- Establish a publicly accessible website to provide information about all currently and formerly designated URAs in the City, including downloadable copies of the applicable URPs and all amendments thereto, linked to resources for researching URAs including the City’s online Zoning and Land Use Map (ZoLa), the City Register, and DCP’s online land use application and CEQR tracking system;
- Report to the mayor, the speaker of the council, the borough presidents, the affected council members, and the community boards information about all URAs in the City and notice that upon expiration of an URP, existing zoning regulations may allow as-of-right development subject to less restrictive use, density, and design requirements; and
- Include an attribute for every lot on ZoLa that links to the website established pursuant this bill for researching URAs and URPs.
“The lack of public access to urban renewal plans has left too many communities in the dark and, when these plans expire, can open the door for enormous development to threaten vulnerable neighborhoods. For the first time ever, Intro 1533-A will provide public access to the urban renewal plans that changed the shape of New York City for decades. By requiring HPD to notify the public about where urban renewal areas exist and when they are about to expire, this legislation would empower communities to take strategic action to protect their neighborhoods,” said Council Member Margaret Chin.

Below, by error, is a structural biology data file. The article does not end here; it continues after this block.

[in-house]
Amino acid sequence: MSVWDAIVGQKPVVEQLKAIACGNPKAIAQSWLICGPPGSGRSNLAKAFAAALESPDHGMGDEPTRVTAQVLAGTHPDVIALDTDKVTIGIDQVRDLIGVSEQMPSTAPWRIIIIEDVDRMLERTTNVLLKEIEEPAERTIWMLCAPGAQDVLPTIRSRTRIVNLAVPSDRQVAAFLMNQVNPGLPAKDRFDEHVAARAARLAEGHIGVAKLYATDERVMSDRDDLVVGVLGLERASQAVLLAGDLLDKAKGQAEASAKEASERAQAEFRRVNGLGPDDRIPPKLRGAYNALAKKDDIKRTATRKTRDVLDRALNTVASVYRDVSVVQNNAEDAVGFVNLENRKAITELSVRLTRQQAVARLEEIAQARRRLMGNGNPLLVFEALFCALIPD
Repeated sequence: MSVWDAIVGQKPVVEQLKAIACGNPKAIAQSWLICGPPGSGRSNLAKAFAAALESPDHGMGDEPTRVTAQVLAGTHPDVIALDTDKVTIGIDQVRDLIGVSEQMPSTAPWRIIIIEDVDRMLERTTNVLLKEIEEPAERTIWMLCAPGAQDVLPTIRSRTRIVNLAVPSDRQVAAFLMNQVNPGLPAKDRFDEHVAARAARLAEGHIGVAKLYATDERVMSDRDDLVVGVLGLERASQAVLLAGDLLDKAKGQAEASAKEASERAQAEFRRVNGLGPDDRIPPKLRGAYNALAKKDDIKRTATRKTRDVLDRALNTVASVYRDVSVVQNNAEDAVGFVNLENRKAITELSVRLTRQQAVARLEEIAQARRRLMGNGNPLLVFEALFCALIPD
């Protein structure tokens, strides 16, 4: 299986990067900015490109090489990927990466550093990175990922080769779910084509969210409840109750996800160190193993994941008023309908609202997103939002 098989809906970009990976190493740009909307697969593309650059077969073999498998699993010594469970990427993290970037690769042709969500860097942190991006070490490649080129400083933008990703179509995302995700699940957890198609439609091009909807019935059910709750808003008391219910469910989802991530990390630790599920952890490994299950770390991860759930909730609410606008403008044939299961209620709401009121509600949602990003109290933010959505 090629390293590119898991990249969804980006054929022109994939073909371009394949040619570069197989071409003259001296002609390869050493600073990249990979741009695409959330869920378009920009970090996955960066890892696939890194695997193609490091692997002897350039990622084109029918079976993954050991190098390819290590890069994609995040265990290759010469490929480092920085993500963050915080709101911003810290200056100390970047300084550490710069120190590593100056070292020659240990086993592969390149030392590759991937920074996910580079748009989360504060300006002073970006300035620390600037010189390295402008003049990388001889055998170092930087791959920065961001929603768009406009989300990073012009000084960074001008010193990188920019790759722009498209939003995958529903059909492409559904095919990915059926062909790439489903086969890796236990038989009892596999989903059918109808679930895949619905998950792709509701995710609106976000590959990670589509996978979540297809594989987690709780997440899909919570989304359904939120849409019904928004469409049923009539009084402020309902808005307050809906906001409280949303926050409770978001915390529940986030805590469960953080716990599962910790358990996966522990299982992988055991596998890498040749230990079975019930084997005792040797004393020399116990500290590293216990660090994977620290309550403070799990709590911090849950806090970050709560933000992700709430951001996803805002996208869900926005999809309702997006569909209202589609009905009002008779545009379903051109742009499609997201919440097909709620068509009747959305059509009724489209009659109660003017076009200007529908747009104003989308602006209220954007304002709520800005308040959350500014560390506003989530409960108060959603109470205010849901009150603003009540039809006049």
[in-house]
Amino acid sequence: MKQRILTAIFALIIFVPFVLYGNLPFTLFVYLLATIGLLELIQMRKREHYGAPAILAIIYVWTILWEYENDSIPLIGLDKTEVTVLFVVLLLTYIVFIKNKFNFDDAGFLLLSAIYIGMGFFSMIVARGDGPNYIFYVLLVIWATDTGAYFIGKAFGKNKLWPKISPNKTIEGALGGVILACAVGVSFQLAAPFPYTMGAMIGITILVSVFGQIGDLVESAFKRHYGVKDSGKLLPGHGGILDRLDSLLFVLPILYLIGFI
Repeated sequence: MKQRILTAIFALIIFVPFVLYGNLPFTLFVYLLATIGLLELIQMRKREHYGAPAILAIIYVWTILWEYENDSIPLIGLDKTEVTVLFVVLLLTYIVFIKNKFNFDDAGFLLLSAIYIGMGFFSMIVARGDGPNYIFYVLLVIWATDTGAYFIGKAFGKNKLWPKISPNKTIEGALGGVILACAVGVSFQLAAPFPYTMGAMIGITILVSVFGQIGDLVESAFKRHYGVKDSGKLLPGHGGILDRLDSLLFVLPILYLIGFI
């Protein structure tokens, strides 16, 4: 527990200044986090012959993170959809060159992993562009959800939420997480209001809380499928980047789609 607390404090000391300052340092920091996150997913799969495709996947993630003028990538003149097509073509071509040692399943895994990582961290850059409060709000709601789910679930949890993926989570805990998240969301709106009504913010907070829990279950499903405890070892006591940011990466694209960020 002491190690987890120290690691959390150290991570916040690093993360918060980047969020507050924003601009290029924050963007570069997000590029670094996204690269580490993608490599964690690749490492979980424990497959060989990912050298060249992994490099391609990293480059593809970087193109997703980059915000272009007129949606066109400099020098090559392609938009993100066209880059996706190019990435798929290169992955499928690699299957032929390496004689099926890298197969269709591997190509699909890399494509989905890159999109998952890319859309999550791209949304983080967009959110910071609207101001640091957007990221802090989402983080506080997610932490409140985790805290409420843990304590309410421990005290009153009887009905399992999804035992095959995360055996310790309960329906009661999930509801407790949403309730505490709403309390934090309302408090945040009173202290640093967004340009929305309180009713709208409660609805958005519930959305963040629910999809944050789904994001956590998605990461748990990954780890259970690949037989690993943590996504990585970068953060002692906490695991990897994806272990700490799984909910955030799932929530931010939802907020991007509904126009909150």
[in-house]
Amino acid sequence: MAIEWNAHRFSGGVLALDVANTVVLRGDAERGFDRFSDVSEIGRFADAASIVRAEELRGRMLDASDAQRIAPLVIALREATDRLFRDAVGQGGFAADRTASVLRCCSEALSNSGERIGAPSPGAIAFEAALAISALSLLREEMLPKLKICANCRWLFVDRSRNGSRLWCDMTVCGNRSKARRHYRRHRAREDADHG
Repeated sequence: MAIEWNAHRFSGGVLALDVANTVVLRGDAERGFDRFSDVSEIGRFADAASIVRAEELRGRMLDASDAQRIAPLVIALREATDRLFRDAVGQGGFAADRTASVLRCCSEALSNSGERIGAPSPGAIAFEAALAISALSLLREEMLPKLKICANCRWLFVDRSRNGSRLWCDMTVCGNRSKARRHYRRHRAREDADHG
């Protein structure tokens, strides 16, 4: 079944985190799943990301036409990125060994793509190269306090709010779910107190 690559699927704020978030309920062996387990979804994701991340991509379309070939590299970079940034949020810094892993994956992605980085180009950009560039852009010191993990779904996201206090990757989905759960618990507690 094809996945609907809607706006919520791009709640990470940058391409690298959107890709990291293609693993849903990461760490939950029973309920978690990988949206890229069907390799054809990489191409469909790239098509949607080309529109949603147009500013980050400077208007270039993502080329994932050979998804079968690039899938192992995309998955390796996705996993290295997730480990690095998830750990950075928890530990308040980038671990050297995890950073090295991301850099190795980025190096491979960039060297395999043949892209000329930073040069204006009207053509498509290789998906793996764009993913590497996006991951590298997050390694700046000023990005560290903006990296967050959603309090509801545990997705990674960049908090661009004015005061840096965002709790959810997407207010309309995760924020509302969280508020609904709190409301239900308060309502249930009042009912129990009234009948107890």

Establishment of Website to Promote Commercial and Community Based Agriculture Uses
Introduction 1661-A, sponsored by Council Member Rafael Espinal, would require the City to establish a website on nyc.gov by July 1, 2018, to promote commercial and community based agriculture uses in the City of New York.